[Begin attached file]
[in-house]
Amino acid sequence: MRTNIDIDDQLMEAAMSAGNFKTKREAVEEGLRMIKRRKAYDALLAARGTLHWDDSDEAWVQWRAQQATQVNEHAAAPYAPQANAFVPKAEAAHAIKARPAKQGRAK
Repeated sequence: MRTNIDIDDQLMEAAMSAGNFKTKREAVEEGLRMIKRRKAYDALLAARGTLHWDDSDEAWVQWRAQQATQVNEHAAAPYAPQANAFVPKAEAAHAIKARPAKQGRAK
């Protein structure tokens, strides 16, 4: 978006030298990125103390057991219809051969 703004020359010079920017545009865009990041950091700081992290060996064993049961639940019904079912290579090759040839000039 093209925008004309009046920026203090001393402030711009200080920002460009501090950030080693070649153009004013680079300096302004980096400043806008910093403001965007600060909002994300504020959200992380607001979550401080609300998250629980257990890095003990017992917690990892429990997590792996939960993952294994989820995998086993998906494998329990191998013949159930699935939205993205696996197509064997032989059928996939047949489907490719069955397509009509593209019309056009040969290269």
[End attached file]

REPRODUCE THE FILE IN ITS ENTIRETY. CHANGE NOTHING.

[in-house]
Amino acid sequence: MRTNIDIDDQLMEAAMSAGNFKTKREAVEEGLRMIKRRKAYDALLAARGTLHWDDSDEAWVQWRAQQATQVNEHAAAPYAPQANAFVPKAEAAHAIKARPAKQGRAK
Repeated sequence: MRTNIDIDDQLMEAAMSAGNFKTKREAVEEGLRMIKRRKAYDALLAARGTLHWDDSDEAWVQWRAQQATQVNEHAAAPYAPQANAFVPKAEAAHAIKARPAKQGRAK
């Protein structure tokens, strides 16, 4: 978006030298990125103390057991219809051969 703004020359010079920017545009865009990041950091700081992290060996064993049961639940019904079912290579090759040839000039 093209925008004309009046920026203090001393402030711009200080920002460009501090950030080693070649153009004013680079300096302004980096400043806008910093403001965007600060909002994300504020959200992380607001979550401080609300998250629980257990890095003990017992917690990892429990997590792996939960993952294994989820995998086993998906494998329990191998013949159930699935939205993205696996197509064997032989059928996939047949489907490719069955397509009509593209019309056009040969290269």